Lisa 

excellent information, excellent connections

Becca 

with the kids on a drive or walking the dogs, like we'll be walking the dogs. And we've opened up this incredible conversation about maybe it wasn't porn, but it was something really similar was certainly sex related. And I'm walking the dogs thinking, Oh, my God. But they were willing to open up to me because they're not looking right at me. They're not feeling like attacked or examined. So I think that's a lovely way. And we've given some really good advice there. Take the kids out dedicated time plan some time with them, find ways to be facing in the same direction to see what opens up. Anything else I might have missed anything else to add to that.

Lisa 

Oh, there's too much that we don't have enough.

Becca 

Yeah, I'm talking about specifically building that communication.

Lisa 

And that's what I've done it right from the beginning. Obviously, from my past, being a WA Police officer during specialist shot interview, I knew what people weren't being educated on that. And I was very much on top of that. But exactly the same when 1112 year olds and their parents are watching porn and I unfortunately laugh because I said to buy I said to my best friend Allah mentioned if we had technology we would have so look that curious minds. Yeah. And it's just basic, like our porn is like a cartoon. It's not real. Like, it's exactly just conversations like that. Just think of when we were their age, what would we have done if we had technology?

Becca 

Yeah. And how do we protect our children from it? We don't we can't we need just need to keep that communication open. We need to talk to them. Yeah. So just thinking again, about parents separating? Are there any suggestions on age appropriate language, or the kind of language to use about? Your life is gonna look different now that you offer? I don't know how many of your clients are already separated? Or some of them going through it? I don't know.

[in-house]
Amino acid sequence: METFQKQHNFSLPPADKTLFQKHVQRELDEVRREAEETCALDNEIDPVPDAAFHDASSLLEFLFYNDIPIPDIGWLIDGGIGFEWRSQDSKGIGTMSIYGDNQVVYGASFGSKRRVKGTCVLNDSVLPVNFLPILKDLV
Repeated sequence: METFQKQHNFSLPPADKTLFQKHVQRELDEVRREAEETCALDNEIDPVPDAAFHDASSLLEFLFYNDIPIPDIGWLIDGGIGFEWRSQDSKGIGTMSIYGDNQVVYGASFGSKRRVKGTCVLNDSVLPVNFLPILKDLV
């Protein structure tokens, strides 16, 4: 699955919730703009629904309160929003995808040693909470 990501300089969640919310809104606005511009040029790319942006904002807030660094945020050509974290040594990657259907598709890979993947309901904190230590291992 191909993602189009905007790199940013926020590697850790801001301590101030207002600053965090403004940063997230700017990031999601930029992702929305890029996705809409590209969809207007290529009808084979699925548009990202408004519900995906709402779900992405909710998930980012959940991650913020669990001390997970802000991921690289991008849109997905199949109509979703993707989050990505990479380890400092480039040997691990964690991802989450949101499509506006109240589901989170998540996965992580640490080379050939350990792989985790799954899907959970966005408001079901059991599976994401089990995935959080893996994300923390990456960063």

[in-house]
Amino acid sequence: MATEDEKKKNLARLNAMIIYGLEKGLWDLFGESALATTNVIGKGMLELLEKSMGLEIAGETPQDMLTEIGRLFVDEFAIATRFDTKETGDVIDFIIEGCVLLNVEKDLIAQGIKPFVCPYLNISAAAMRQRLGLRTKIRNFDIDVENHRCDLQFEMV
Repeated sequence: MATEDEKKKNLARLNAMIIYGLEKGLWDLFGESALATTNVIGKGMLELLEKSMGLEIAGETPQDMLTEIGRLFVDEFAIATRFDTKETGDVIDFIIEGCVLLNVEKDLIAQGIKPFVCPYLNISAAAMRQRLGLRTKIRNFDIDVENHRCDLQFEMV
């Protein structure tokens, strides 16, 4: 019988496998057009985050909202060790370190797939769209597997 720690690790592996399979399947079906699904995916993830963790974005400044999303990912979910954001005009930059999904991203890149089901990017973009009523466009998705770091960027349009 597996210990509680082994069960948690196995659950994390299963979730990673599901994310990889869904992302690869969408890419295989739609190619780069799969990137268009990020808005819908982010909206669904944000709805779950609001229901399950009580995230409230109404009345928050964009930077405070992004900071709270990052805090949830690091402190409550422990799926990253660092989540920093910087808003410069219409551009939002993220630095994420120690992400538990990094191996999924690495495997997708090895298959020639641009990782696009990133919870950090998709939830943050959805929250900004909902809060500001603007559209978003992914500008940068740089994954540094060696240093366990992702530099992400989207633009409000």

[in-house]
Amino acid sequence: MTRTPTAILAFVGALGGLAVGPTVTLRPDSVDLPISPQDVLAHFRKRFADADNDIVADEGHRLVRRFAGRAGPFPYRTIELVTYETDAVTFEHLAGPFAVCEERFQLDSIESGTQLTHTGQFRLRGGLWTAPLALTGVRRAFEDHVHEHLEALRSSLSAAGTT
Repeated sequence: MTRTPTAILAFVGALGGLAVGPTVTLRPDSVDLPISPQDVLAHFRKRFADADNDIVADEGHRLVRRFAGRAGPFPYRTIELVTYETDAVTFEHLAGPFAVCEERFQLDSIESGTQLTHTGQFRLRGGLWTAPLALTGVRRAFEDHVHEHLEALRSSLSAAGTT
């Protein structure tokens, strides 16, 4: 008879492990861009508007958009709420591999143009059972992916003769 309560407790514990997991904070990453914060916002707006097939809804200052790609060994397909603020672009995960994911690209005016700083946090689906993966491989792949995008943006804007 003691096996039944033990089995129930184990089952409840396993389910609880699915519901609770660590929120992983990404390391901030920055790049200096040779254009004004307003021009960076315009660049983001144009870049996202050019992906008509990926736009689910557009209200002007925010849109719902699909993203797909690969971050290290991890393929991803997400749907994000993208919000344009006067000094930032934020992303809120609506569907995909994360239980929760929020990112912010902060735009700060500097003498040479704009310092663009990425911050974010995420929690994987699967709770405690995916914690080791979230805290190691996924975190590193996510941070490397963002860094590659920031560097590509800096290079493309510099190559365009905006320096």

Lisa 

Unfortunately, this day and age, it's very common for families. Yeah. But it's just letting them know that it's not their fault. The amount of teens that think I did this, and

Becca 

it's heartbreaking. No point

Lisa 

was this, your you were brought into this. So just getting them to know that it's not their fault. Not bad mouthing the other parent because we don't want to put more stress on them what and not giving the child information on adult situations. They don't need to know about child support. They don't need to know about court proceedings. They don't need to know about any of that. They just need to be a teen.

Becca 

Yeah. Yeah. Beautiful. And is there anything else that you'd add on about how we could help raise thriving teens that you don't think we've covered?

Lisa 

Just keep them active? Just keep random like dogs out of control, I've got basketball on every night and so forth, but keeping that balance? Yeah. I'm all about technology because technology is the future. I want my children to know technology but I also want them to learn social life. expecting adults being graded grateful for what they've got. And it's just I'm very big on journaling and like we do a rose Thorn and soil. So yeah, so dinnertime we do rose Thorn and sauce. So roses, what happened good in the day on is what didn't happen so well in the day. But how are we going to change that for tomorrow? Where's the end soil is what are we grateful for?

Becca 

Beautiful. I like that. We tend to talk about what's going on in the world. Has anybody seen anything in the news? And if they haven't, it's like quick go research a news story. And we talked about what the bias of where that's come in. And so we have great conversations around the dinner table. But I love the idea of bringing in the Rose Thorn soil, perhaps on the dog walks or, you know,

Lisa 

estimation you can get. Yeah,

Becca 

that's nice. Okay. So how can people find you and work with you? They said, Okay,

Lisa 

I'm on Facebook. So raising mindsets, on Instagram, raisingmindsets, and I'll be bringing out a course in January 2023. And also people webinars, a lot of bringing out some like the teen confidence checklist, and so forth. So if you log on to my socials, you'll be able to access all of them

Becca 

Beautify. And of course, they'll have that in the links in the podcast. Lisa, thank you so much for your time, I hope that our audience has gotten a lot out of, you know, how do we raise the Writing teens because it is a challenging time, and I so appreciate having your advice and having this chat with you.

Lisa 

Thank you very much.

Becca 

Thanks for listening. I hope you took something of value out of this episode. I'm your host, Becca Maxwell. And you can find me on the web at dodivorceright.com or on Instagram  @dodivorceright. I look forward to connecting with you there.